"Beanz on bix for breakfast" boosts brand scores for Weetabix and Heinz

February 16, 2021, 10:17 AM GMT+0

Last week, an "unholy union" of Weetabix and Heinz - featuring "beanz on bix for breakfast" - prompted popular outcry on social media. Twitter users said Weetabix's social media stunt on 9 February was "wrong", "cursed", and "an abomination"; Jacob Rees-Mogg, Leader of the House of Commons, described it as "utterly disgusting".

Despite the tone of some of these posts, the social campaign managed to capture consumers' attention and stoke conversation about both brands. Data from YouGov BrandIndex UK reveals that Ad Awareness (a measure of whether consumers have seen an advertisement for a brand in the past two weeks) for Weetabix rose from 15.7 to 20.9 between 8-14 February (peaking at 24.9 on 12 February), while Heinz Beanz's scores almost tripled from 4.4. to 12.8 over the same period.

Beyond advertising, there is evidence to suggest that the purposefully provocative campaign boosted performance across other metrics. Weetabix's overall Attention scores, which measure whether respondents have heard positive or negative buzz about a brand, rose by more than ten points from 7.7. to 18.1 between 8-14 February, while Heinz Beanz's doubled from 5.8 to 12.1. There was also a clear improvement in Word of Mouth exposure, which measures whether consumers have talked about a brand with friends or family in the past two weeks, for both brands: Weetabix's scores increased from 9.0 to 15.8, while Heinz Beanz's increased from 6.5 to 11.4.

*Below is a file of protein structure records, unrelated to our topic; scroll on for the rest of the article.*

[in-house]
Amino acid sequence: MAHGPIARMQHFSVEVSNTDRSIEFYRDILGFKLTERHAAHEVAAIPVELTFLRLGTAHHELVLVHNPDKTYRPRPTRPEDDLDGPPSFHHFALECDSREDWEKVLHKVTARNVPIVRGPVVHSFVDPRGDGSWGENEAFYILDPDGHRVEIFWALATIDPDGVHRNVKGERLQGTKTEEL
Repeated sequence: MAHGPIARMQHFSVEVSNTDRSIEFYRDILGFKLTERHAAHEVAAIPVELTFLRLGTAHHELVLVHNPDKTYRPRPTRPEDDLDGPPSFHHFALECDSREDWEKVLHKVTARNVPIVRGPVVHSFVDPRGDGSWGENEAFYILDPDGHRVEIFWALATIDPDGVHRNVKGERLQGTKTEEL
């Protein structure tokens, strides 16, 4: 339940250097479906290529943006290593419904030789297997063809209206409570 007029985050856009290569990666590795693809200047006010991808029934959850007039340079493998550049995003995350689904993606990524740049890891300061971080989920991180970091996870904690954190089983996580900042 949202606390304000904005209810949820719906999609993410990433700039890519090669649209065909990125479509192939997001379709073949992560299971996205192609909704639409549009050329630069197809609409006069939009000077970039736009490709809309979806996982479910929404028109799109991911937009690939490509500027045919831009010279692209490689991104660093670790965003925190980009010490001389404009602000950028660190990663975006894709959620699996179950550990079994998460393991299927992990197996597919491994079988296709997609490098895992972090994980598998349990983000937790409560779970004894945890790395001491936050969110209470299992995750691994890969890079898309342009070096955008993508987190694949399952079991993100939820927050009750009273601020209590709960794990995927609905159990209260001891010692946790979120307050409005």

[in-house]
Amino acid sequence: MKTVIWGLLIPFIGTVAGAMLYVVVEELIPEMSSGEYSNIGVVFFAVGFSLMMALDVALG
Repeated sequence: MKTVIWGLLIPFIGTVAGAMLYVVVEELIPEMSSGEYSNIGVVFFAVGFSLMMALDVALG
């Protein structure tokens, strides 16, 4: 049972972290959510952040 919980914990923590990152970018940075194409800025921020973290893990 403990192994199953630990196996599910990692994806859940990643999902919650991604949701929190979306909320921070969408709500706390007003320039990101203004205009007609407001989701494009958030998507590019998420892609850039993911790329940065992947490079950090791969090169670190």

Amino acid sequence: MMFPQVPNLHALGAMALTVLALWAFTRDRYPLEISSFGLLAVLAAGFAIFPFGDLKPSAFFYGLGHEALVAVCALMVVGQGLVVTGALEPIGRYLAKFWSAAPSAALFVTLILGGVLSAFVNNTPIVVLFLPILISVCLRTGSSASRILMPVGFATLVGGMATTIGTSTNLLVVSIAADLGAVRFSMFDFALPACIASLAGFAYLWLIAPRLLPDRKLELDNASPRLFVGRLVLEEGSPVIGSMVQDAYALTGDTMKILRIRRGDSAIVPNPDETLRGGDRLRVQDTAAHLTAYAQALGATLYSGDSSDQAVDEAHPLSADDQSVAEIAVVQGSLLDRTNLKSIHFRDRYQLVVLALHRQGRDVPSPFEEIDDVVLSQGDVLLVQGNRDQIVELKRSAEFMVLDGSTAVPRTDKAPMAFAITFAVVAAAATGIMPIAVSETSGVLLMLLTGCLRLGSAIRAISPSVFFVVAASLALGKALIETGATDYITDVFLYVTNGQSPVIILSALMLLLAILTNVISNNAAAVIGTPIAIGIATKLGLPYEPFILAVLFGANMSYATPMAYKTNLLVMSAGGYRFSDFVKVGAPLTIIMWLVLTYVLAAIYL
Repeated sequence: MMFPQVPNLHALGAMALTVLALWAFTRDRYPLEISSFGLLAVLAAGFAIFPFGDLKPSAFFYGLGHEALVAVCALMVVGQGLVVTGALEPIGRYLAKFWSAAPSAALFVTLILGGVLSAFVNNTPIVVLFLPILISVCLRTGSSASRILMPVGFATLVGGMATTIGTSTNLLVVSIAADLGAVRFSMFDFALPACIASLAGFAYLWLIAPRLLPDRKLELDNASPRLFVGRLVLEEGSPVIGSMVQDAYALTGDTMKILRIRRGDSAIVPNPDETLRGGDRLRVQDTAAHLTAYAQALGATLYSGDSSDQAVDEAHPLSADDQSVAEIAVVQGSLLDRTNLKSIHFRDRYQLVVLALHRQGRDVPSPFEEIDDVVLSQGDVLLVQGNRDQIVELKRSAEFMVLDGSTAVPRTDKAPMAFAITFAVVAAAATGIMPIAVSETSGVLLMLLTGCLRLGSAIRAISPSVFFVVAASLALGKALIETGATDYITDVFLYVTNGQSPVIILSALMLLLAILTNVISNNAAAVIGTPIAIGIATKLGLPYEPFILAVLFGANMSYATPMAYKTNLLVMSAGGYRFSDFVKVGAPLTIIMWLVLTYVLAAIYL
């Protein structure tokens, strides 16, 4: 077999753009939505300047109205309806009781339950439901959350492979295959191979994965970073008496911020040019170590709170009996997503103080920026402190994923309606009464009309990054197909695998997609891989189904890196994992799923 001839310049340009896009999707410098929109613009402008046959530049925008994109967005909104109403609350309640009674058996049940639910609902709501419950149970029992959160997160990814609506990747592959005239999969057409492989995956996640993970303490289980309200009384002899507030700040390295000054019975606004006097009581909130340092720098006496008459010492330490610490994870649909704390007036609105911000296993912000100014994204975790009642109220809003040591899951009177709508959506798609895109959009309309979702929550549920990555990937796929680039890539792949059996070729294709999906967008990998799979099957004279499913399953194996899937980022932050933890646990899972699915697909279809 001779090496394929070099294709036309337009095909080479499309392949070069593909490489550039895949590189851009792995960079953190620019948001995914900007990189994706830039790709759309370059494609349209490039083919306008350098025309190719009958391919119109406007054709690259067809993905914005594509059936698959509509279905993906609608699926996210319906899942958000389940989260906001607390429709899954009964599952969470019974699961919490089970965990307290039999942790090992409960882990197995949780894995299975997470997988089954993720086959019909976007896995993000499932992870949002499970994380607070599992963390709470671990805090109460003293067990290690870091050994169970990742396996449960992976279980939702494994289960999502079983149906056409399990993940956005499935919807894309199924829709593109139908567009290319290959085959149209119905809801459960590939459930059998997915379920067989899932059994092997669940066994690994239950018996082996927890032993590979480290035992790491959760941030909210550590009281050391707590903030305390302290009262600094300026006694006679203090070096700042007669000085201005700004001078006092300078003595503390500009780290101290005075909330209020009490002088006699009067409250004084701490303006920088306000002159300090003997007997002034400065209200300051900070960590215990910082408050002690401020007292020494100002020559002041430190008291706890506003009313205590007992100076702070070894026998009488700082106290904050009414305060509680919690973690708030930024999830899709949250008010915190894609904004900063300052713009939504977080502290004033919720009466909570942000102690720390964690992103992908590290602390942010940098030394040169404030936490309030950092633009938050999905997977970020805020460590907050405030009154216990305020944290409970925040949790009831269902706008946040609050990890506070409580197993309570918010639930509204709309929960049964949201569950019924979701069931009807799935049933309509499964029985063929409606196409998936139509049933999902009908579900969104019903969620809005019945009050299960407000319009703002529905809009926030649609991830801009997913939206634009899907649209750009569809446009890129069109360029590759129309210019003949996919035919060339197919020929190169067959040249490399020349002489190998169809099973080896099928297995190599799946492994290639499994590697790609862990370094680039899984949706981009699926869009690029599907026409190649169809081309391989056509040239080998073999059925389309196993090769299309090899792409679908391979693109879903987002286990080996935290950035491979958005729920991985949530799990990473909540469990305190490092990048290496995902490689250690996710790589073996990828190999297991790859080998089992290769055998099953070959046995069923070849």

The campaign also drove a slight uptick in Recommend scores for Weetabix (31.8 - 34.2 between 8–14 February) and Heinz (31.7 - 33.6).

By itself, Heinz may have also seen some significant rewards for its good-natured response to Weetabix's original tweet: Value for Money scores rose from 18.3 to 24.8 between 8-14 February, while Quality scores saw a six-point boost, going from 39.5 to 45.2. Overall Index scores - an average of Impression, Value, Quality, Reputation, Satisfaction, and Recommend scores - slightly improved from 33.9 to 36.0.

This article previously appeared in CityAM

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